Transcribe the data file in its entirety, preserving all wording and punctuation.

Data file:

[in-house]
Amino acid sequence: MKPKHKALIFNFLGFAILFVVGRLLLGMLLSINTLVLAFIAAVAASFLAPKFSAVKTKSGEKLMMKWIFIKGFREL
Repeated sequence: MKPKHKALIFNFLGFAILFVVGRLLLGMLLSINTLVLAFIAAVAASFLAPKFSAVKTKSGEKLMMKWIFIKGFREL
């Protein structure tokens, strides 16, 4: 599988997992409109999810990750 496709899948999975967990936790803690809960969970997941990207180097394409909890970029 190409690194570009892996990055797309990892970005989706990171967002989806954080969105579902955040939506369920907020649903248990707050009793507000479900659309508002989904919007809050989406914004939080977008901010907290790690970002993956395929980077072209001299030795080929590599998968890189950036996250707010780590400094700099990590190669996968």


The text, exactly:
[in-house]
Amino acid sequence: MKPKHKALIFNFLGFAILFVVGRLLLGMLLSINTLVLAFIAAVAASFLAPKFSAVKTKSGEKLMMKWIFIKGFREL
Repeated sequence: MKPKHKALIFNFLGFAILFVVGRLLLGMLLSINTLVLAFIAAVAASFLAPKFSAVKTKSGEKLMMKWIFIKGFREL
């Protein structure tokens, strides 16, 4: 599988997992409109999810990750 496709899948999975967990936790803690809960969970997941990207180097394409909890970029 190409690194570009892996990055797309990892970005989706990171967002989806954080969105579902955040939506369920907020649903248990707050009793507000479900659309508002989904919007809050989406914004939080977008901010907290790690970002993956395929980077072209001299030795080929590599998968890189950036996250707010780590400094700099990590190669996968």